• September 13, 2012
    A Separation, well deserving of its praise, is an essay on responsibility. It involves different viewpoints of very different people and questions everything from the justice system in Iran to the viewers opinions as to what is right and what is wrong. No one here is really at fa... read moreult but certainly no one is without some kind of guilt. The film also breaks down quite a few taboo subjects and misconceptions or Iran, Iranians and Iranian customs/beliefs. It's never preachy either, leaving it solely to the viewer to decide although at times it's not so much choose your hero as it is choose your villain. Refreshing cinema.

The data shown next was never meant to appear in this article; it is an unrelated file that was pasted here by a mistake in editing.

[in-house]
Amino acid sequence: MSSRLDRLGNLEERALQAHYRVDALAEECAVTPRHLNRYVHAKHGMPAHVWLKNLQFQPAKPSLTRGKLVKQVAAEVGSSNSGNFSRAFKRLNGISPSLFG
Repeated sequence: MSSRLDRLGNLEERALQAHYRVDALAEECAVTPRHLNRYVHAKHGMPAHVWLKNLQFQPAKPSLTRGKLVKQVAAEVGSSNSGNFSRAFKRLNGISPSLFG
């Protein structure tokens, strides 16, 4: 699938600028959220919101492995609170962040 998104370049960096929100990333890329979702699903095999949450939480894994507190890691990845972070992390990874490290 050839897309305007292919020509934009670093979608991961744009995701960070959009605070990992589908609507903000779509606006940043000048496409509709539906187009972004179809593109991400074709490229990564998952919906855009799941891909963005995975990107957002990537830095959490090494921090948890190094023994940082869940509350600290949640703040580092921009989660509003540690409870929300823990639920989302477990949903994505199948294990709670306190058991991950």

• fb619846742
    September 12, 2012
    An emotional, powerful look at two families intertwined by tragedy, and how each pleads their case for innocence and how justice should be theirs. A quiet movie that catches you off guard, all while possessing the emotional firepower of justice, guilt, pride, family, and pain in ... read moreone cannon. Tremendous performances anchor this strong film that, like its fitting conclusion, refuses to pick a side, instead giving the viewer a look through objective lenses. A rare work that packs an unmistakable punch, and undoubtedly the best movie of 2011 that will not garner a mainstream audience, but great films like this are truly hard to come by nowadays.
  • fb100000145236770
    September 3, 2012